But few of these initiatives seemed to be having much impact on the downtown of North Adams on a Sunday afternoon in June. Main Street itself was nearly empty, in stark contrast to the museum, which bustled with visitors a few blocks away. A pizza place, a café, and a dollar store were open. Other businesses in town, including banks, real estate firms, and insurance agencies, which don’t cater to tourists, were closed for the weekend. About half a dozen storefronts were vacant.

“You can’t blame it all on MoCA,” says Judy Grinnell, founder of the Hoosic River Revival, a community-based effort to revitalize the North Adams riverfront by redesigning the city’s flood control system, returning the river to a more natural state. “You’ve got Amazon and other retailers online and Walmart is a couple blocks away, so it’s complicated,” she says, adding the lack of traffic downtown has led to a downward cycle for Main Street, “You have to look at the quality of what is there.  We don’t have stores that can pull in the tourists.”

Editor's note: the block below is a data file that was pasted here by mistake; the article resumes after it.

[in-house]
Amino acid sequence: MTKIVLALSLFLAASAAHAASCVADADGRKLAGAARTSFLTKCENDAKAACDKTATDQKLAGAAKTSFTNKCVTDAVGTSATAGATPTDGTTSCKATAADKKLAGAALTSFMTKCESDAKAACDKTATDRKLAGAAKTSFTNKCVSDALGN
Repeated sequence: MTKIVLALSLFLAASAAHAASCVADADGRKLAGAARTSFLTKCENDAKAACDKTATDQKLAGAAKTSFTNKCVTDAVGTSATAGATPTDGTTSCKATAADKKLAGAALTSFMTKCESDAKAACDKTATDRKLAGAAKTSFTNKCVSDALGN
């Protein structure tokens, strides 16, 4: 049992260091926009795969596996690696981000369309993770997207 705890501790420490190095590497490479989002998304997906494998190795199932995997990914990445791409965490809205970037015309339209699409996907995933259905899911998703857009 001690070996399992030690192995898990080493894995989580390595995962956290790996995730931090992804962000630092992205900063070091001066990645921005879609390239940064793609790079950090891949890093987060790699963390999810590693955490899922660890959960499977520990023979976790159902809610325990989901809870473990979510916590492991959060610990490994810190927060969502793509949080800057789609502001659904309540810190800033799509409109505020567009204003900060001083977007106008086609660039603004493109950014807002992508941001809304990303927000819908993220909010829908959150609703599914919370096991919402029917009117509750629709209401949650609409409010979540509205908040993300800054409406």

On the north end of Main Street, the old Mohawk Cinema is open, but not for showing the latest Hollywood offerings. The iconic cinema, which has been dark since the 1980s, is open this weekend just to display plans for a future Extreme Model Railroad and Contemporary Architecture Museum. Spearheaded again by Thomas Krens, now retired from the Guggenheim, the privately-funded project also includes a “museum of time,” as well as a cafe, a retail store, and a boutique distillery. Supporters say it would add significantly to the region’s reputation as a corridor of cultural attractions and bring hundreds of thousands of visitors downtown. Krens and other museum backers have negotiated to locate the sprawling museum complex along the river in the Heritage State Park and in a vacant old building across the river.